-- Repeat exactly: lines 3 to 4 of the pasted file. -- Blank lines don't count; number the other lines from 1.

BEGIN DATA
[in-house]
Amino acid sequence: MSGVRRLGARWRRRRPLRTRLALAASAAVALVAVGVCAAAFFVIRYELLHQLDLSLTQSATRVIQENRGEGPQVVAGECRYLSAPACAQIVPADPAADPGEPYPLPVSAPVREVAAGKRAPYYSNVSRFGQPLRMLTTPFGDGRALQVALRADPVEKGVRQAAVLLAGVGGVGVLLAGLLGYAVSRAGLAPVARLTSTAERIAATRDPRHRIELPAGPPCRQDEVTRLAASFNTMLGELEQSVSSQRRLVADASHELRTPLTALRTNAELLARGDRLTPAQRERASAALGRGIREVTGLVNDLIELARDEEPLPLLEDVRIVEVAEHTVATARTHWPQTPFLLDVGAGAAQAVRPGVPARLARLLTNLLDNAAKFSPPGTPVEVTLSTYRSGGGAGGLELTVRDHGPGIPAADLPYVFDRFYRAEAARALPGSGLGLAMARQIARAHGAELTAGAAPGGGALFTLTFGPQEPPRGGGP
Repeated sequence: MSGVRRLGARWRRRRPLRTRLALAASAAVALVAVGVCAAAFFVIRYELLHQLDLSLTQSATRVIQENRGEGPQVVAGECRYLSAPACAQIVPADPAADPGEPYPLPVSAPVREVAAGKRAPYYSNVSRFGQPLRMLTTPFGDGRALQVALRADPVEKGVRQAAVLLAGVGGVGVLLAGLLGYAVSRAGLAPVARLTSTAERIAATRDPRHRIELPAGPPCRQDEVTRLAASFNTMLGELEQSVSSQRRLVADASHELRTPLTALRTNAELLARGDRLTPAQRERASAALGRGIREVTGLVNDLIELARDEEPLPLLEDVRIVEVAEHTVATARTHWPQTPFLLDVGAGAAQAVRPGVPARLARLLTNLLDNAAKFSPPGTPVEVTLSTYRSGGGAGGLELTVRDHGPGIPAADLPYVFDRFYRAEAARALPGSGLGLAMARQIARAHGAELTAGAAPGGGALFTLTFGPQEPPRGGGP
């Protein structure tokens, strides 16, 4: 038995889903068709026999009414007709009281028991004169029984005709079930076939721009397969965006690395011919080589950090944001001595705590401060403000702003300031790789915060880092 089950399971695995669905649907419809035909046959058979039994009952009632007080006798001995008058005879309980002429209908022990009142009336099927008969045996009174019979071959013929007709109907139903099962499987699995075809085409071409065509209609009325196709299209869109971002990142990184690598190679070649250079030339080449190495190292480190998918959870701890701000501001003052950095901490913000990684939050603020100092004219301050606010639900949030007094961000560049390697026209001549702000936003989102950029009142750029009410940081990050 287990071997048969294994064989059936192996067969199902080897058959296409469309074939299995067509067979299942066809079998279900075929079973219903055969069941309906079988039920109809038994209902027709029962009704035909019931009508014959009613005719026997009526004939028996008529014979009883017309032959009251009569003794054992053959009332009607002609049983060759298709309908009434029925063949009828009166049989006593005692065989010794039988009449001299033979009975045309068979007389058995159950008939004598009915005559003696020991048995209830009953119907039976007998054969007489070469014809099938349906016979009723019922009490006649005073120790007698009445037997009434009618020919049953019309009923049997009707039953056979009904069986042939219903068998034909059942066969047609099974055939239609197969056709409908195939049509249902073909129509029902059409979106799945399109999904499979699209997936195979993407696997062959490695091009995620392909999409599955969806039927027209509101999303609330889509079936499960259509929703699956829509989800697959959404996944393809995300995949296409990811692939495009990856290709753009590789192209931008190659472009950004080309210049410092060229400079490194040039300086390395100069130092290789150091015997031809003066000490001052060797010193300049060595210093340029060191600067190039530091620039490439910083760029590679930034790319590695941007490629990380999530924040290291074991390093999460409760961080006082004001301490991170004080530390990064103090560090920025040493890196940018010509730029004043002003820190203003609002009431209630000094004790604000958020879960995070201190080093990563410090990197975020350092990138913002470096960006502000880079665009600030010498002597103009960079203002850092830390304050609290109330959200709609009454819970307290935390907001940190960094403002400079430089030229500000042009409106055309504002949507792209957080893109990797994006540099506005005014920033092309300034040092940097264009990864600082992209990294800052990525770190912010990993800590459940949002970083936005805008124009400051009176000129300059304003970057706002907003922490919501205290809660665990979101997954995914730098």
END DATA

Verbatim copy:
Repeated sequence: MSGVRRLGARWRRRRPLRTRLALAASAAVALVAVGVCAAAFFVIRYELLHQLDLSLTQSATRVIQENRGEGPQVVAGECRYLSAPACAQIVPADPAADPGEPYPLPVSAPVREVAAGKRAPYYSNVSRFGQPLRMLTTPFGDGRALQVALRADPVEKGVRQAAVLLAGVGGVGVLLAGLLGYAVSRAGLAPVARLTSTAERIAATRDPRHRIELPAGPPCRQDEVTRLAASFNTMLGELEQSVSSQRRLVADASHELRTPLTALRTNAELLARGDRLTPAQRERASAALGRGIREVTGLVNDLIELARDEEPLPLLEDVRIVEVAEHTVATARTHWPQTPFLLDVGAGAAQAVRPGVPARLARLLTNLLDNAAKFSPPGTPVEVTLSTYRSGGGAGGLELTVRDHGPGIPAADLPYVFDRFYRAEAARALPGSGLGLAMARQIARAHGAELTAGAAPGGGALFTLTFGPQEPPRGGGP
């Protein structure tokens, strides 16, 4: 038995889903068709026999009414007709009281028991004169029984005709079930076939721009397969965006690395011919080589950090944001001595705590401060403000702003300031790789915060880092 089950399971695995669905649907419809035909046959058979039994009952009632007080006798001995008058005879309980002429209908022990009142009336099927008969045996009174019979071959013929007709109907139903099962499987699995075809085409071409065509209609009325196709299209869109971002990142990184690598190679070649250079030339080449190495190292480190998918959870701890701000501001003052950095901490913000990684939050603020100092004219301050606010639900949030007094961000560049390697026209001549702000936003989102950029009142750029009410940081990050 287990071997048969294994064989059936192996067969199902080897058959296409469309074939299995067509067979299942066809079998279900075929079973219903055969069941309906079988039920109809038994209902027709029962009704035909019931009508014959009613005719026997009526004939028996008529014979009883017309032959009251009569003794054992053959009332009607002609049983060759298709309908009434029925063949009828009166049989006593005692065989010794039988009449001299033979009975045309068979007389058995159950008939004598009915005559003696020991048995209830009953119907039976007998054969007489070469014809099938349906016979009723019922009490006649005073120790007698009445037997009434009618020919049953019309009923049997009707039953056979009904069986042939219903068998034909059942066969047609099974055939239609197969056709409908195939049509249902073909129509029902059409979106799945399109999904499979699209997936195979993407696997062959490695091009995620392909999409599955969806039927027209509101999303609330889509079936499960259509929703699956829509989800697959959404996944393809995300995949296409990811692939495009990856290709753009590789192209931008190659472009950004080309210049410092060229400079490194040039300086390395100069130092290789150091015997031809003066000490001052060797010193300049060595210093340029060191600067190039530091620039490439910083760029590679930034790319590695941007490629990380999530924040290291074991390093999460409760961080006082004001301490991170004080530390990064103090560090920025040493890196940018010509730029004043002003820190203003609002009431209630000094004790604000958020879960995070201190080093990563410090990197975020350092990138913002470096960006502000880079665009600030010498002597103009960079203002850092830390304050609290109330959200709609009454819970307290935390907001940190960094403002400079430089030229500000042009409106055309504002949507792209957080893109990797994006540099506005005014920033092309300034040092940097264009990864600082992209990294800052990525770190912010990993800590459940949002970083936005805008124009400051009176000129300059304003970057706002907003922490919501205290809660665990979101997954995914730098």